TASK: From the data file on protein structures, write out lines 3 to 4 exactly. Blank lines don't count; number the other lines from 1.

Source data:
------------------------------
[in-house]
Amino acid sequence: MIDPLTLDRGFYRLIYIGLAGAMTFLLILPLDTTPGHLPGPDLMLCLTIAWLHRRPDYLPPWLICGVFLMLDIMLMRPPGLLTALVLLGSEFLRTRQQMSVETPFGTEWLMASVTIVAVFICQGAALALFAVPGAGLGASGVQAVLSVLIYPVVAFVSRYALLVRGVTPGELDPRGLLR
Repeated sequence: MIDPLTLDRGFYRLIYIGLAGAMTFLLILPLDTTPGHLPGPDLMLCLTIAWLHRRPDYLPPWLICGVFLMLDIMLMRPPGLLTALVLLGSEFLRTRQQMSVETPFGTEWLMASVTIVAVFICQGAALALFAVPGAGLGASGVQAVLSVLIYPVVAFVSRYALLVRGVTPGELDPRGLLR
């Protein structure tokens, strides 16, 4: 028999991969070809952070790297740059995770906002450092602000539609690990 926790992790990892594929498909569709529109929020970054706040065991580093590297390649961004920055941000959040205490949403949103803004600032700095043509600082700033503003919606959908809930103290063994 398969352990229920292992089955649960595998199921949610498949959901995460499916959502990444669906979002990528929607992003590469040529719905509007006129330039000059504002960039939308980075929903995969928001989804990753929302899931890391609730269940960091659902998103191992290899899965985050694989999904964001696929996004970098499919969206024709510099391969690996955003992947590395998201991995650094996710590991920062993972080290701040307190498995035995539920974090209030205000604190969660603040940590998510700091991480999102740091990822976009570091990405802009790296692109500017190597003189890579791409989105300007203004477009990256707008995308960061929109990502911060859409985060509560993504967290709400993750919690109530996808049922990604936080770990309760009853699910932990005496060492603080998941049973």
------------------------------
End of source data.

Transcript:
Repeated sequence: MIDPLTLDRGFYRLIYIGLAGAMTFLLILPLDTTPGHLPGPDLMLCLTIAWLHRRPDYLPPWLICGVFLMLDIMLMRPPGLLTALVLLGSEFLRTRQQMSVETPFGTEWLMASVTIVAVFICQGAALALFAVPGAGLGASGVQAVLSVLIYPVVAFVSRYALLVRGVTPGELDPRGLLR
């Protein structure tokens, strides 16, 4: 028999991969070809952070790297740059995770906002450092602000539609690990 926790992790990892594929498909569709529109929020970054706040065991580093590297390649961004920055941000959040205490949403949103803004600032700095043509600082700033503003919606959908809930103290063994 398969352990229920292992089955649960595998199921949610498949959901995460499916959502990444669906979002990528929607992003590469040529719905509007006129330039000059504002960039939308980075929903995969928001989804990753929302899931890391609730269940960091659902998103191992290899899965985050694989999904964001696929996004970098499919969206024709510099391969690996955003992947590395998201991995650094996710590991920062993972080290701040307190498995035995539920974090209030205000604190969660603040940590998510700091991480999102740091990822976009570091990405802009790296692109500017190597003189890579791409989105300007203004477009990256707008995308960061929109990502911060859409985060509560993504967290709400993750919690109530996808049922990604936080770990309760009853699910932990005496060492603080998941049973």